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Visit Sabah Essay

Sabah, Best of Borneo

Situated on the beautiful island of Borneo, Sabah is one of the thirteen states which Malaysia is made of. Sabah is the second largest state in Malaysia and shares the island of Borneo with Sarawak, Brunei, and Indonesian Kalimantan.

Sabah is richly blessed with nature diversity, unique cultures, fun adventure, beautiful beaches, and fantastic cuisines for the adventurous taste buds. We have it all, from the world’s largest flower - the Rafflesia, one of the highest mountains in South East Asia - Mount Kinabalu, to one of the world’s top dive sites - Sipadan Island. Sabah is also known for her great natural treasures which include the world-renowned Danum Valley Conservation Area and Tabin which is Sabah’s largest wildlife reserve.

Not only will you be amazed by the places to see and things to do here, you will also be treated with unique Sabahan hospitality. Explore the unique culture and tradition of Sabah and get ready to experience sweet memories to last a lifetime!

Borneo Island

Borneo is the third largest island in the world and is located at the centre of the Maritime Southeast Asia. This island is divided between Indonesia, Malaysia and Brunei.

Nevertheless, for people outside of Indonesia, “Kalimantan” refers to the area which is occupied by Indonesia on the island of Borneo. Malaysia’s region of Borneo is called East Malaysia or Malaysian Borneo. The independent nation of Brunei occupies the remainder of the island, being the wealthiest of the rest.

Once known as North Borneo, Sabah was under the British colony during the late 19th century till the early 20th century. Sabah gained self-government on the 31st of August, 1963. Sabah, together with Malaya, Singapore and Sarawak formed the Federation of Malaysia on the 16th of September 1963.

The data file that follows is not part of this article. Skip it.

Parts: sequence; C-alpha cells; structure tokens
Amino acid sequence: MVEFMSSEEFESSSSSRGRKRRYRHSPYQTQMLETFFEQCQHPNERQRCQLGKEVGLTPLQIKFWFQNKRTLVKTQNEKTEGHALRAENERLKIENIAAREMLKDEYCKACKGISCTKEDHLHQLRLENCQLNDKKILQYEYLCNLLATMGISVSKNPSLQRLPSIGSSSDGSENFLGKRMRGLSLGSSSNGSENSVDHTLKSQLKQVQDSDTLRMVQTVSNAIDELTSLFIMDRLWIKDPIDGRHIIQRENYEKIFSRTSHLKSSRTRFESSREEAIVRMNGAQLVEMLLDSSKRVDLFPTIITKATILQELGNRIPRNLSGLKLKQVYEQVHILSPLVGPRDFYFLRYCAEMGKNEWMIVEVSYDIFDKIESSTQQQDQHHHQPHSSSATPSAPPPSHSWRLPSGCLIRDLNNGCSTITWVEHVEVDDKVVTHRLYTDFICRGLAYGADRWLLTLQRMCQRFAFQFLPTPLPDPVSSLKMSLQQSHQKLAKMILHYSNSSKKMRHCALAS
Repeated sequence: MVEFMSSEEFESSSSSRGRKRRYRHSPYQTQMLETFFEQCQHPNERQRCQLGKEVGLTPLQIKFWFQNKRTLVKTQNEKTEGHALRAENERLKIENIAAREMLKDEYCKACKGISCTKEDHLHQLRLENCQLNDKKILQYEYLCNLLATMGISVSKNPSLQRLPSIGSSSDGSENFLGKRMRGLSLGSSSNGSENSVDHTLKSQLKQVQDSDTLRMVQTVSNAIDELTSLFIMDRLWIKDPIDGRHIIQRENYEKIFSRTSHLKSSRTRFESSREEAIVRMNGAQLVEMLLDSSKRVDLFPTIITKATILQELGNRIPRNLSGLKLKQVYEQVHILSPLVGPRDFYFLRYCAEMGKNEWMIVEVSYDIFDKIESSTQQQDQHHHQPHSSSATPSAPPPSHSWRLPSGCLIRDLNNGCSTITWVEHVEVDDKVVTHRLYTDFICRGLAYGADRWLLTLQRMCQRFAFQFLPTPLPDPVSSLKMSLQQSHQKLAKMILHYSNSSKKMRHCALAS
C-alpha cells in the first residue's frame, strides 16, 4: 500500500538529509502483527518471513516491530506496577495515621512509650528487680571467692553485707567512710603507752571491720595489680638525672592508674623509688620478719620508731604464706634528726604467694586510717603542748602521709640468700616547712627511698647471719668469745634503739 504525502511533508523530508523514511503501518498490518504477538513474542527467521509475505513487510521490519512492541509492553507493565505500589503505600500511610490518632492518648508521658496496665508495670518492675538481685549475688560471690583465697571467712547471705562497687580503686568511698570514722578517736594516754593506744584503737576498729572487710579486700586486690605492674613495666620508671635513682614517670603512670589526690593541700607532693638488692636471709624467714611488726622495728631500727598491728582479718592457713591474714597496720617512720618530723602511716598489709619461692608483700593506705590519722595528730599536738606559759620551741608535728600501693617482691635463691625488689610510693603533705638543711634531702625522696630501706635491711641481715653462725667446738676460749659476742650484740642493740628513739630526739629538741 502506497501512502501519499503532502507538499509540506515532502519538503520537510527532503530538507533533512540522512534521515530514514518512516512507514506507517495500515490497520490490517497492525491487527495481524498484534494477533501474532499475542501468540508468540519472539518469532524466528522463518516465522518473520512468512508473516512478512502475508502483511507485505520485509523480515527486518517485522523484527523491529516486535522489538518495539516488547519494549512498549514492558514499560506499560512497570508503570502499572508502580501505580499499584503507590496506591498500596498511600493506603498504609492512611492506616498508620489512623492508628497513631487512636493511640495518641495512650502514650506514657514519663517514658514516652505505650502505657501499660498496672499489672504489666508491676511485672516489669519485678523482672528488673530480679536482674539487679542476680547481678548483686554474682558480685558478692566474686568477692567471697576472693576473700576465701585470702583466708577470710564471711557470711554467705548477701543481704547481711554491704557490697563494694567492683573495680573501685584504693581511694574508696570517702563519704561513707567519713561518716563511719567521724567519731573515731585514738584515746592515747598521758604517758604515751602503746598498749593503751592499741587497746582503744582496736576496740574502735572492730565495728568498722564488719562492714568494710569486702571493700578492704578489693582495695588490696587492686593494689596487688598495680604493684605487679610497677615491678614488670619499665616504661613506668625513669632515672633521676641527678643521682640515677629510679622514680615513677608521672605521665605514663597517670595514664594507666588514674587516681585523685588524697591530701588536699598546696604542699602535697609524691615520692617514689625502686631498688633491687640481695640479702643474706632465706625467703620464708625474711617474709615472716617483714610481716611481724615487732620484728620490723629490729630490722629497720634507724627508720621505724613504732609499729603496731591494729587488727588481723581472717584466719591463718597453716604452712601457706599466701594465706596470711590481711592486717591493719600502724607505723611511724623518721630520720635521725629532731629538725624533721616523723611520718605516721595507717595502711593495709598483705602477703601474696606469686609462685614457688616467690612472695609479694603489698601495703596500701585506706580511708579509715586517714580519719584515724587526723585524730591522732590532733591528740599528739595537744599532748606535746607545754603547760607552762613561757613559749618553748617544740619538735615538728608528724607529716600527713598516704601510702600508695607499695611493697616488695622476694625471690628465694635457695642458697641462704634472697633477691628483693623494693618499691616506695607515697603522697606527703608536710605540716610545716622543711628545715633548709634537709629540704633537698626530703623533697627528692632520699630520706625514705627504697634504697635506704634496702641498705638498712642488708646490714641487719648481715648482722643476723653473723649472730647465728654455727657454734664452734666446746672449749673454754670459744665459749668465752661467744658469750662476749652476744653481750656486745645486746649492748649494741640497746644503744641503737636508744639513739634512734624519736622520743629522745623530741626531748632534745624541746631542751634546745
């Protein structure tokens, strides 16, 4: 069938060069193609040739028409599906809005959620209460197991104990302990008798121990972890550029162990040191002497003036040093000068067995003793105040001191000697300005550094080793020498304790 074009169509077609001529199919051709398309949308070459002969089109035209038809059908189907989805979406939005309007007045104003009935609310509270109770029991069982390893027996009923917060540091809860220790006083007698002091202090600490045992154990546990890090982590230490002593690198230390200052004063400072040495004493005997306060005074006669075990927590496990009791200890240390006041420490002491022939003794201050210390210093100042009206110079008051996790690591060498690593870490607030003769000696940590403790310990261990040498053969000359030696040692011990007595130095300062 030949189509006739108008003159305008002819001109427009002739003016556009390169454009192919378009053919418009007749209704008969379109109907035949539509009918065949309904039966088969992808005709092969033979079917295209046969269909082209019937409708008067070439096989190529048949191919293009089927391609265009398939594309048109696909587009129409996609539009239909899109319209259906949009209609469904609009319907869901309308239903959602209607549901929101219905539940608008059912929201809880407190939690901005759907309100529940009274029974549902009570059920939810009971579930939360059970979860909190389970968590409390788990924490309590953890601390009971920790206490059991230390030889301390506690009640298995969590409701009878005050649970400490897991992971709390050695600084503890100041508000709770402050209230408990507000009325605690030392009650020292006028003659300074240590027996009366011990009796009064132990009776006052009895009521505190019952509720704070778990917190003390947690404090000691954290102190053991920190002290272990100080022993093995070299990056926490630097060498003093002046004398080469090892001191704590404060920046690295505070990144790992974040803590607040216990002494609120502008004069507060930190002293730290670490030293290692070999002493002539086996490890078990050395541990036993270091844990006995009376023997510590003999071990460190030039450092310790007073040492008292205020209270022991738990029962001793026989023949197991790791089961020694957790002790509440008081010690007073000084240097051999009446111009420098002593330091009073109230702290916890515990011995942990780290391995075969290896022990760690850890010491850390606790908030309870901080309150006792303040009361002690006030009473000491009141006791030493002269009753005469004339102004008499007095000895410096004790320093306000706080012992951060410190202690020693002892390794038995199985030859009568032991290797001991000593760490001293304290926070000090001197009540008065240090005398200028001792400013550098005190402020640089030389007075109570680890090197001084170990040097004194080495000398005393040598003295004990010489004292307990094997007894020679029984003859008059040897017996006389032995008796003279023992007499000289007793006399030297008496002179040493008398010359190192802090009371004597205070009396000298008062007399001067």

People and Culture

The people of Sabah are known as Sabahans. Sabah is the third most populous state in Malaysia after Selangor and Johor; it also has one of the highest population growth rates in the country.

There are currently 32 officially recognized ethnic groups in Sabah with the largest non-indigenous ethnic group being the Chinese and the largest indigenous group being the Kadazan-Dusun people. Two other larger ethnic groups in Sabah are the Bajau and Murut, compared to other states in the country; Sabah has relatively very small population of Indians and South Asians.

Apart from the Sabahans’ very own diverse mother tongues, Bahasa Malaysia (national language) and English is widely spoken; Mandarin and some Chinese dialects are also widely spoken.

In Sabah, we greet people by saying “selamat datang” (welcome) and/or “terima kasih” (thank you) with a smile. Due to religious reasons, some may prefer not to have physical contact with others. However, a handshake is generally acceptable as a way of introducing oneself.

It’s customary to remove shoes before entering a mosque as well as homes. In places of worship, visitors are required to dress modestly. Nude sunbathing is not allowed and is very frowned upon. Avoid pointing your index finger at others, as this is considered rude in the local custom.

Still, I couldn’t resist starting with one touristy outing: I jumped in a taxi and headed to the Kota Kinabalu City Mosque, one of the most majestic in all of South Asia. Most of the taxis in the city seem to be barely functional ’80s-model Toyota Camrys, charmingly cluttered with odd knickknacks (stuffed animals, sequined air fresheners) dangling from the rearview mirror or propped on the dashboard.

A 10-minute ride from seaside downtown, the mosque is near Likas Bay; its reflection in the water gives the illusion that it is floating on the man-made lagoon that surrounds it. The blue in the mosque’s azure and gold dome is an electric shade not unlike the coral waters on the coast.

Construction was completed in 2000, and it accommodates about 12,000 worshipers. On the grounds is an ATM, madrasas, a palliative care clinic, and — in a joint project with Universiti Malaysia Sabah — a fish farm. Paddle boats can be rented to circle the location. Along one side of the mosque, I found a gaggle of teenage boys playing soccer in flip-flops who invited me to join their game. I politely declined but their friendliness became a recurring theme throughout Kota Kinabalu.